I validate my workouts using my personal heartrate ranges & cardiac drift for the different zones. While I cannot confirm these for you, not knowing your HR ranges, the relation of your HRs and cardiac drift look plausible. In fact, our numbers are not so far apart.
Just give yourself more time (and some workouts) to get used to VO2max work.

-JP


#7

Don’t worry about it. Spencer is a really tough workout. It’s hard to compare over-unders with decent length VO2 max intervals. Keep on it.


#8

I don’t see this as a kind-of-failure. You spent 17:03 at VO2Max and above during a 60 min workout. You can feel confident that you got from this workout what was intended and you will get the adaptations that will make you stronger.

Since you say:

I’m assuming that means that VO2Max workouts are new for you. I think whenever you start working new facets of your fitness you struggle initially until you adapt. Have confidence that each new workout in the VO2Max range will improve your ability to work there and in only a few weeks you’ll be able to complete them as ‘easily’ as you do Sweet Spot Work. Micro-bursts absolutely shredded me the first time I started workouts with them, in fact I still struggle. If you don’t know what micro-bursts are, you have that pain to look forward to too :stuck_out_tongue_winking_eye:


#9

I’m no expert but this could be the main issue, if I’ve understood the meaning?

I love the VO2 max sessions. They hurt and I know that each session is testing me both physically and mentally.

My advice is simple. Don’t make these intervals any harder than they need to be. Staring at the working before you even attempt it will only make those blue blocks seem even bigger. You absolutely CAN do VO2 max. You just need to accept that it almost certainly will take you to the ragged edge and you might need to knock the session down by 5% towards the end.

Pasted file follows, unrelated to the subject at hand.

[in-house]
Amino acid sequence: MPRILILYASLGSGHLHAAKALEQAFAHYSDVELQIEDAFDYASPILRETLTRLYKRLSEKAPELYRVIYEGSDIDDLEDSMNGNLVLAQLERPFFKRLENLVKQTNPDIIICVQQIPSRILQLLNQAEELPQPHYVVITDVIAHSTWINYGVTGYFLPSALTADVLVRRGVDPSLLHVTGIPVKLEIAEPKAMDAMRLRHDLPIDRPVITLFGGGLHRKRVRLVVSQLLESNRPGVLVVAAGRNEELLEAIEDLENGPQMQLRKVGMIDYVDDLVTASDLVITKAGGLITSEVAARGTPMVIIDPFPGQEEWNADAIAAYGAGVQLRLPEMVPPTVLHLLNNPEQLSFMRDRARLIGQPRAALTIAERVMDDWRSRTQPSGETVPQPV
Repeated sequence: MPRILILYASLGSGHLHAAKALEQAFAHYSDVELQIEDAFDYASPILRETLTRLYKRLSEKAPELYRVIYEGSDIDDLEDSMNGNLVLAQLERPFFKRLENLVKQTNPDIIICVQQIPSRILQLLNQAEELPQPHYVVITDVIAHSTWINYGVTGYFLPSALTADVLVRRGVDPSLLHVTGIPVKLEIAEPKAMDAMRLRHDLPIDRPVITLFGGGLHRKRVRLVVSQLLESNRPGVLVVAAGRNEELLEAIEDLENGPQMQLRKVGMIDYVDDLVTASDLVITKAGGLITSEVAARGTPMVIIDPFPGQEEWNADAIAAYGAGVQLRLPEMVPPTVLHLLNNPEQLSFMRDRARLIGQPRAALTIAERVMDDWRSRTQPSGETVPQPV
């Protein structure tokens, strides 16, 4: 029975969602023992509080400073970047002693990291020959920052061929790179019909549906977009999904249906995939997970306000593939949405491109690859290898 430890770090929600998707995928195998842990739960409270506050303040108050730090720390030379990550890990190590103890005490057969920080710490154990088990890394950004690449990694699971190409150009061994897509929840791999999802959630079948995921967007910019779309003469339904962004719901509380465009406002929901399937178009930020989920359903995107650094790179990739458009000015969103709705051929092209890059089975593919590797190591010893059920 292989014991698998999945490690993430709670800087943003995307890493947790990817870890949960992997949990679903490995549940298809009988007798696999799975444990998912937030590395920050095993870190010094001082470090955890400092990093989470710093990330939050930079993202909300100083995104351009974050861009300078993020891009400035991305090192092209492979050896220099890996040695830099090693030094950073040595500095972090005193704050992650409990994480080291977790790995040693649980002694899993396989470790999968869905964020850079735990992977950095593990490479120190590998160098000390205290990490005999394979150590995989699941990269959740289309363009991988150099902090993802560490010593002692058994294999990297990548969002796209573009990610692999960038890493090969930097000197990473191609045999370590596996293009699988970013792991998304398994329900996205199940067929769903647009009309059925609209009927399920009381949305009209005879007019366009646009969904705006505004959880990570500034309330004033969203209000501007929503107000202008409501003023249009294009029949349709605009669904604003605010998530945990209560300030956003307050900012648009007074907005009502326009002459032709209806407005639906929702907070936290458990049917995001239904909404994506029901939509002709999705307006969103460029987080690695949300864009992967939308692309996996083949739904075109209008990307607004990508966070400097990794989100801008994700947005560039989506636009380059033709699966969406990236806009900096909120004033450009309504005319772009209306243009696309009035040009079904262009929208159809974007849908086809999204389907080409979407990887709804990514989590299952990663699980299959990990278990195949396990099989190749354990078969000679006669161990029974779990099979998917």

Don’t sell yourself short and don’t worry before you’ve even attacked that first block. Control the mind and you’ll be amazed what you can do.


#10

:+1:

I think that there’s enough VO2 haters/sufferers out there that I could make a decent living being a Vmax coach. :stuck_out_tongue:

(I’ll accept in-kind payment from an over-under coach :tired_face:)


#11

This is almost exactly the same experience I’ve had lately, so it’s good to see I’m not alone here. I think there’s an older post on the blog that talks about time it takes to build anaerobic fitness (and how long it takes to lose it). When I get on the computer I’ll share the link, but if I recall, it takes several (3-6?) weeks to build good anaerobic fitness, possibly longer. So I’ve struggled through SSB II’s VO2 intervals, turning them down 5% pretty much every time knowing that after almost no VO2 max work, it will take more than a few sessions to build up to a “perfect” anaerobic workout (complete all intervals without lowering intensity and without backpedals.


#12

Yeah,
VO2max are :sunglasses:, as long it is not like Bashful +6 :crazy_face:
Any tabata haters here (spanish needle & friends) ?

-JP


#13

The relevant blog post: https://blog.trainerroad.com/recover-maintain-and-build-fitness-after-completing-a-full-training-cycle/

But the most pertinent information is here:

"But higher-level forms of fitness like sprint capacity fade much more quickly; so will the magnitude of your highly anaerobic bursts. To get a good sense of how long your fitness sticks around, consider Vladimir Issurin’s data on Training Residuals: